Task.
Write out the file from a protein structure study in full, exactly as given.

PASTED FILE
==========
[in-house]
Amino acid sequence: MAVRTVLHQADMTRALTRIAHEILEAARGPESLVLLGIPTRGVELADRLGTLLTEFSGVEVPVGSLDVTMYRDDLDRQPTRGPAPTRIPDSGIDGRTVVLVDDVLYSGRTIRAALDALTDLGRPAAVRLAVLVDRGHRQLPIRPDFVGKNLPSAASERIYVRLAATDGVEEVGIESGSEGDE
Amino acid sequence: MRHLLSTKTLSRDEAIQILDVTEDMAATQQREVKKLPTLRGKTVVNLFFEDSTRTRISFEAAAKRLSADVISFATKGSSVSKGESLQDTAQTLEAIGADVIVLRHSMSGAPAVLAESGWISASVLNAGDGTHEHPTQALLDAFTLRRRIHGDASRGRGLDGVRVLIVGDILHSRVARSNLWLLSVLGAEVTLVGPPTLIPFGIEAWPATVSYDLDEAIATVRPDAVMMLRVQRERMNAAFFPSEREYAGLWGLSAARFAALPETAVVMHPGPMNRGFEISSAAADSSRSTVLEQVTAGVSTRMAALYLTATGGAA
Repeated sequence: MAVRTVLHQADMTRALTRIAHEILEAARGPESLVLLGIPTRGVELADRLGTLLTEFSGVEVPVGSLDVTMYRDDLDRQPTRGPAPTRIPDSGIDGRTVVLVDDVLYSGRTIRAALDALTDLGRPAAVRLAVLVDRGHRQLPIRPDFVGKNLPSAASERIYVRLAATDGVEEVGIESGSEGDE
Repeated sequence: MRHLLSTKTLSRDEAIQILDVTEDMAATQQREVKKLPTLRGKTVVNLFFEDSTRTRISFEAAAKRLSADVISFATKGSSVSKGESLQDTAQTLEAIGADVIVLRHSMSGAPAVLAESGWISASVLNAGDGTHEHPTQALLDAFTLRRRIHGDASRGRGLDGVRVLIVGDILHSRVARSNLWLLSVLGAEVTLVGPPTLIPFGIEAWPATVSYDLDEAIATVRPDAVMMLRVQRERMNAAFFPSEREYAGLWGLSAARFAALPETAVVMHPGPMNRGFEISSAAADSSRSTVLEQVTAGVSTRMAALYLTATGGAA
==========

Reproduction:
[in-house]
Amino acid sequence: MAVRTVLHQADMTRALTRIAHEILEAARGPESLVLLGIPTRGVELADRLGTLLTEFSGVEVPVGSLDVTMYRDDLDRQPTRGPAPTRIPDSGIDGRTVVLVDDVLYSGRTIRAALDALTDLGRPAAVRLAVLVDRGHRQLPIRPDFVGKNLPSAASERIYVRLAATDGVEEVGIESGSEGDE
Amino acid sequence: MRHLLSTKTLSRDEAIQILDVTEDMAATQQREVKKLPTLRGKTVVNLFFEDSTRTRISFEAAAKRLSADVISFATKGSSVSKGESLQDTAQTLEAIGADVIVLRHSMSGAPAVLAESGWISASVLNAGDGTHEHPTQALLDAFTLRRRIHGDASRGRGLDGVRVLIVGDILHSRVARSNLWLLSVLGAEVTLVGPPTLIPFGIEAWPATVSYDLDEAIATVRPDAVMMLRVQRERMNAAFFPSEREYAGLWGLSAARFAALPETAVVMHPGPMNRGFEISSAAADSSRSTVLEQVTAGVSTRMAALYLTATGGAA
Repeated sequence: MAVRTVLHQADMTRALTRIAHEILEAARGPESLVLLGIPTRGVELADRLGTLLTEFSGVEVPVGSLDVTMYRDDLDRQPTRGPAPTRIPDSGIDGRTVVLVDDVLYSGRTIRAALDALTDLGRPAAVRLAVLVDRGHRQLPIRPDFVGKNLPSAASERIYVRLAATDGVEEVGIESGSEGDE
Repeated sequence: MRHLLSTKTLSRDEAIQILDVTEDMAATQQREVKKLPTLRGKTVVNLFFEDSTRTRISFEAAAKRLSADVISFATKGSSVSKGESLQDTAQTLEAIGADVIVLRHSMSGAPAVLAESGWISASVLNAGDGTHEHPTQALLDAFTLRRRIHGDASRGRGLDGVRVLIVGDILHSRVARSNLWLLSVLGAEVTLVGPPTLIPFGIEAWPATVSYDLDEAIATVRPDAVMMLRVQRERMNAAFFPSEREYAGLWGLSAARFAALPETAVVMHPGPMNRGFEISSAAADSSRSTVLEQVTAGVSTRMAALYLTATGGAA